In the past few decades, the construction of roads, waterways and railways has left the natural areas in the Netherlands fragmented, as it were. Wildlife has increasingly become trapped in unnaturally small habitats.

MJPO takes care of defragmenting nature by installing structures such as ecoducts, ecoculverts, wildlife tunnels and banks along existing infrastructure that are easily passable for wildlife. These structures allow safe crossing for wild boars, otters, deer, badgers, salamanders, frogs and even bats. These efforts will expand the habitat of wildlife while increasing their access to food and shelter, and improving their chances of finding suitable mates. At the same time, these structures will reduce the number of wildlife casualties due to traffic movement or drowning.

Partnering to find solutions

The Directorate-General for Public Works and Water Management and ProRail are in charge of the Multi-Year Programme for Defragmentation, MJPO, on the instructions of the Central Government and under the auspices of the provincial authorities. The programme delivers a significant contribution to the Netherlands Nature Network, the Dutch network of existing and new wildlife conservation plans.Ecoduct3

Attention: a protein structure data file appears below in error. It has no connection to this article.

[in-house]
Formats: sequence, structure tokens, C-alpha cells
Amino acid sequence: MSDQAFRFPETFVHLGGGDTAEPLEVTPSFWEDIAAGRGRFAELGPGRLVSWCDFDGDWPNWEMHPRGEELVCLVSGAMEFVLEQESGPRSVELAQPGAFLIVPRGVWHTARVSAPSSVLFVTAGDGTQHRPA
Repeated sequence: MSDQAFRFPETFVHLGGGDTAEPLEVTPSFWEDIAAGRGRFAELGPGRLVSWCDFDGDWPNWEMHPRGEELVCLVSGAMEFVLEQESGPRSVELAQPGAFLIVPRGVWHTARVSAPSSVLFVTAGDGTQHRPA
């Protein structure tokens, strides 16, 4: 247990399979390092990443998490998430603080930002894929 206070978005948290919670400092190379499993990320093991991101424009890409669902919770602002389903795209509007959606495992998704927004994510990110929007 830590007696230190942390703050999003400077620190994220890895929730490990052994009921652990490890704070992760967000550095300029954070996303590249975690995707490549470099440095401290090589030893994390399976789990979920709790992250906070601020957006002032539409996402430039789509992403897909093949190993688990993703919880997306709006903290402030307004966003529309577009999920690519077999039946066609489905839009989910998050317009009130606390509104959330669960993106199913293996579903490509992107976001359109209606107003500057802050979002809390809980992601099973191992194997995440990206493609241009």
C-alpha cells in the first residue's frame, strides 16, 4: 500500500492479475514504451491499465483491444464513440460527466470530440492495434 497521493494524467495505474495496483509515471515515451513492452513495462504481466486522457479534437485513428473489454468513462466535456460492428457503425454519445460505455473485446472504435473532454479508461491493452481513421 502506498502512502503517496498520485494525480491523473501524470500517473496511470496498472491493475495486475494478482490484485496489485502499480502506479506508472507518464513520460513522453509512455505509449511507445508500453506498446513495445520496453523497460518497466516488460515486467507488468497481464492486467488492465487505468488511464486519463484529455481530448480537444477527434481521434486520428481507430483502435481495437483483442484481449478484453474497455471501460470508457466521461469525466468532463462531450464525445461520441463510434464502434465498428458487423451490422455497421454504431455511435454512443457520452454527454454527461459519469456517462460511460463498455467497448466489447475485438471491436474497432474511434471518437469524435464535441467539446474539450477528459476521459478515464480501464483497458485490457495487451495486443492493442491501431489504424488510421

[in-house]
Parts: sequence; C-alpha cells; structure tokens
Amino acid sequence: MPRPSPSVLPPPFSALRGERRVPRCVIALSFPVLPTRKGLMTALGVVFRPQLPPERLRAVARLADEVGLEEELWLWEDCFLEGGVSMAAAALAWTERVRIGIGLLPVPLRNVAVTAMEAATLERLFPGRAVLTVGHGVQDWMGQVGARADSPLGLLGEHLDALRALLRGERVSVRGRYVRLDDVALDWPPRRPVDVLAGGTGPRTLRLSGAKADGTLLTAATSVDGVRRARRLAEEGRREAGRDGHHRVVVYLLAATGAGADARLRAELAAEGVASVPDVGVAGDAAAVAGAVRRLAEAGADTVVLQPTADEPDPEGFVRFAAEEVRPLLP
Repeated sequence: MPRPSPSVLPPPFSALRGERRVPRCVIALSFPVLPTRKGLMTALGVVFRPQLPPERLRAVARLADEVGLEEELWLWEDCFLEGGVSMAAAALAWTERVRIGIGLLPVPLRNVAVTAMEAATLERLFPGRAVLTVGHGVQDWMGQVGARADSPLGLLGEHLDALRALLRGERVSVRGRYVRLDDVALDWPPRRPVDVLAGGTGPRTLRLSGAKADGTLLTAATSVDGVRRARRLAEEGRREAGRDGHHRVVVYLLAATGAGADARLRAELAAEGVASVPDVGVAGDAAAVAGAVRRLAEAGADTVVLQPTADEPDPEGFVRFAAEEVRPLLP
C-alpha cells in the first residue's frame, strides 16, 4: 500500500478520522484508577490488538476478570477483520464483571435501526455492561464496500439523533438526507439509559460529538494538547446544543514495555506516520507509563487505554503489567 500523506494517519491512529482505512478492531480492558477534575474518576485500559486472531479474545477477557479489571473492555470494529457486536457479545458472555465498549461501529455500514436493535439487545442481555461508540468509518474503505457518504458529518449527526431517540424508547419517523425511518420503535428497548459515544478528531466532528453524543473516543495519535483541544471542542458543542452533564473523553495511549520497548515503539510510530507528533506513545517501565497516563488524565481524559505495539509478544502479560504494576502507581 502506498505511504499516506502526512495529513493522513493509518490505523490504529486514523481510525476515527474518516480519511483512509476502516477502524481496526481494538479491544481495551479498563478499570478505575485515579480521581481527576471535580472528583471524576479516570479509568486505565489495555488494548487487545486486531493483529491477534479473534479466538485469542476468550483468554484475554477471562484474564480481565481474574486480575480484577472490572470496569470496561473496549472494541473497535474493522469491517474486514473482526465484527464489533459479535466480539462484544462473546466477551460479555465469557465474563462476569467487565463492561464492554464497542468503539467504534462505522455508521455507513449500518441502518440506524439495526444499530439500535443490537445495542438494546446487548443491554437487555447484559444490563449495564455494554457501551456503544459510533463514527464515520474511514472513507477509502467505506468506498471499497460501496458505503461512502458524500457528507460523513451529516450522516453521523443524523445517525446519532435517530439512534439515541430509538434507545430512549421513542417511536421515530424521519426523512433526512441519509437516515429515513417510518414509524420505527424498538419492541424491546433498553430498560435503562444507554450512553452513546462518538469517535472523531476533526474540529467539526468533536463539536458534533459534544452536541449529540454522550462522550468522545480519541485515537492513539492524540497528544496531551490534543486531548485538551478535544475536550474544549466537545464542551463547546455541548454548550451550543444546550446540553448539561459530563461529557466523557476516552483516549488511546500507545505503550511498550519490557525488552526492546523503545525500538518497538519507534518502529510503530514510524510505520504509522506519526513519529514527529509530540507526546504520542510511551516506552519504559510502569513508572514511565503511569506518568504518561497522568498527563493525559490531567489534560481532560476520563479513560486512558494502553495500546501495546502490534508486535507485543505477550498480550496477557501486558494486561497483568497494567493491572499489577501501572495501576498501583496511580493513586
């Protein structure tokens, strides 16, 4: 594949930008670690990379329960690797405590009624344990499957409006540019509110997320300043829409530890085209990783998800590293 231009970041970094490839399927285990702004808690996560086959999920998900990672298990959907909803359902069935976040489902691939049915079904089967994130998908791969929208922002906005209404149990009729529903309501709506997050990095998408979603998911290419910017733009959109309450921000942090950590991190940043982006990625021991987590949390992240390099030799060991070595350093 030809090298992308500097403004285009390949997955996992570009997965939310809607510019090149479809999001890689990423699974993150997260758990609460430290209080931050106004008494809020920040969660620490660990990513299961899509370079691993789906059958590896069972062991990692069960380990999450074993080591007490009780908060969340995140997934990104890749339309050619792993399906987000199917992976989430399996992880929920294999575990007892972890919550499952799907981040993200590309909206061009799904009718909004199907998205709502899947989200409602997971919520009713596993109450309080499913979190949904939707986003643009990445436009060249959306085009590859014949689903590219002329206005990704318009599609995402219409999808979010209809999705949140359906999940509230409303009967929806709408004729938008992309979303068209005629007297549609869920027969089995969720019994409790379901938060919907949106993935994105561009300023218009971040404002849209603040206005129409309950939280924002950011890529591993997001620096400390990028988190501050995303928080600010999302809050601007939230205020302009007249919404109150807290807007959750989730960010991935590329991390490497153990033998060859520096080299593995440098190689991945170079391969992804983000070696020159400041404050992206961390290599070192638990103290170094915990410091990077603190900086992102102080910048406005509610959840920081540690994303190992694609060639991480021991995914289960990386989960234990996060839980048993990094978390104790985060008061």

Until 2018 and beyond

At the launch of the Multi-Year Programme for Defragmentation in 2005, the locations in need of defragmentation were identified. The bulk of the total number of 178 problem areas has been resolved in recent years by installing a variety of wildlife crossings and structures. Many of these structures are used intensively by the wildlife for which they were designed.

The programme was completed in 2018, but defragmentation will remain a priority in new infrastructure development projects, warranted by the Nature Conservation Act. The knowledge obtained as a result of MJPO will be shared with the provincial authorities, other nature management and conservation organizations, and foreign organizations that are working on defragmentation projects.

MJPO and the Netherlands Nature Network

The National Ecological Network (Ecologische Hoofdstructuur, EHS) was the name of a coherent national network of existing and yet to be developed nature conservation areas and the connections between them. It was introduced in 1990 as a basis for the government’s nature policy. The objective was to develop new wildlife areas and to provide better connections between existing wildlife areas in the Netherlands as well as with the surrounding agricultural areas.


Switch from EHS to NNN

The Central Government used to be responsible for the implementation of the EHS. In 2014, however, the responsibility for nature management was transferred to the provincial authorities. The original EHS was then largely incorporated into a new network: the Netherlands Nature Network (Natuurnetwerk Nederland, NNN). The task that was assigned to the provincial authorities is to define the exact boundaries.

Important contribution of MJPO

The goal is to implement the Netherlands Nature Network by 2027. MJPO delivers an important contribution to this goal by resolving problem areas within the network that arise or have arisen as a result of national infrastructure development projects.